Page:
On the English Wikipedia

On Wikipedia, Adrianne was one of the early editors; she registered on 18 July 2004 as “Awadewit” when she was attending graduate school. She wrote quite a few articles, but zeroed in on her favorite, Mary Wollstonecraft, an 18th-century English writer and women’s rights advocate. Over the course of a year, Adrianne wrote most of the entry and shepherded it through several reviews until it became one of Wikipedia’s then 1700 featured articles. She worked on an entire series about the author, including all of Wollstonecraft’s major works and a timeline of her life. In 2008, Adrianne spoke to the Signpost about Wollstonecraft: “When I first looked at [her] article on Wikipedia, one of the subjects of my dissertation, it looked something like this. I was appalled! One of the first feminists! Dissertations tend to make a person think a topic is the most important thing ever, so, of course, I thought it was a travesty that Wollstonecraft’s biography was reduced to this bland recitation of a few facts. I resolved to change that.”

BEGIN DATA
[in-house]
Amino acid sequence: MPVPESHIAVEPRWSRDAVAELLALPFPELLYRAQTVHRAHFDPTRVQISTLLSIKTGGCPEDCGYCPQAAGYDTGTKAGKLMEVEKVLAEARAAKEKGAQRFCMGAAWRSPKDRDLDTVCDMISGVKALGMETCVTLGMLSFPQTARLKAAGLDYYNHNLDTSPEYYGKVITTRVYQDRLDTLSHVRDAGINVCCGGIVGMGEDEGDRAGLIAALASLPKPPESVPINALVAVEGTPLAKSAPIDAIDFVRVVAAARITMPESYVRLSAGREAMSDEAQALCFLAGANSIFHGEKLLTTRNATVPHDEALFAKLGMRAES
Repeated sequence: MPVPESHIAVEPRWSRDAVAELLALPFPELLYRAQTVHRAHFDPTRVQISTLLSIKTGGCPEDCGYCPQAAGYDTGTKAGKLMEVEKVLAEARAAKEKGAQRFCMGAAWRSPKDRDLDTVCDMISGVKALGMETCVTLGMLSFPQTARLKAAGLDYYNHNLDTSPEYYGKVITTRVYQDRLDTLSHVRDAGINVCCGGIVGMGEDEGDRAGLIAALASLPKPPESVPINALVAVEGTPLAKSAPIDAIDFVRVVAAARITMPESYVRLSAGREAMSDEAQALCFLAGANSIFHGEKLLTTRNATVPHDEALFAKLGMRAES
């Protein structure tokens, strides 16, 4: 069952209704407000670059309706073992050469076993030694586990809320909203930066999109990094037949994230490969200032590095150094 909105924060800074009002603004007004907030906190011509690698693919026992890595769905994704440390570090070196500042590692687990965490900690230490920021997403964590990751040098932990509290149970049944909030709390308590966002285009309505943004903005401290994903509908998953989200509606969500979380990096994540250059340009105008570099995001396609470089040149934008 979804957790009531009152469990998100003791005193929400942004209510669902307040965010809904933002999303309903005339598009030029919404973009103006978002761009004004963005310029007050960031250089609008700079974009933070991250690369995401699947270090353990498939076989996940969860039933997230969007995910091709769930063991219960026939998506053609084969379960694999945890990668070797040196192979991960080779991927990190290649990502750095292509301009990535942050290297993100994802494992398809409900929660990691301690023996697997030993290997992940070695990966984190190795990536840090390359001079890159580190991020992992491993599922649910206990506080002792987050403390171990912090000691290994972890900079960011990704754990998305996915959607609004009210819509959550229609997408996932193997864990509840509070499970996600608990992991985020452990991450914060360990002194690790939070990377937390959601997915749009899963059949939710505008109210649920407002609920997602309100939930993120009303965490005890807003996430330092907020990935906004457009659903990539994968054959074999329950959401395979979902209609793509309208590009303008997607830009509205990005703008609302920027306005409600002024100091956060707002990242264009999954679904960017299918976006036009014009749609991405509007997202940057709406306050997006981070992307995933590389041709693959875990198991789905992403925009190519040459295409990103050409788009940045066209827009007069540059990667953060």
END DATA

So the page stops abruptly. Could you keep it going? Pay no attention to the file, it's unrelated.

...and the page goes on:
Adrianne received high praise from Wikipedia editors for her work on the article. Qp10qp, for example, wrote: “It adds up to a colossal achievement—I mean, what we have here is the equivalent of a book. The thoroughness, attention to detail and discerning study of the best sources simply takes my breath away. Any student of Wollstonecraft who clicks Wikipedia will hardly believe their luck in striking this treasure trove. Wikipedia at its finest.” More recently, English Wikipedia editor Liam Wyatt related his belief that the Wollstonecraft articles made Adrianne “the single most cited/read Wollstonecraft scholar ever,” and after her death Wikimedia Foundation executive director Sue Gardner told the New York Times that “she may have been our single biggest contributor on … female authors [and] women’s history.”

Shortly after Wollstonecraft received its featured status, she agreed to be interviewed on episode 35 of the Wikipedia Weekly podcast by Wyatt. It was titled “Secretly Famous,” as it described her as an editor “who has to hide her activities [on Wikipedia] for fear of jeopardizing her career”:

Wyatt: So you’re worried that if you publicize … your interest and experience on Wikipedia, that you won’t get a job because you’ll be laughed out of town?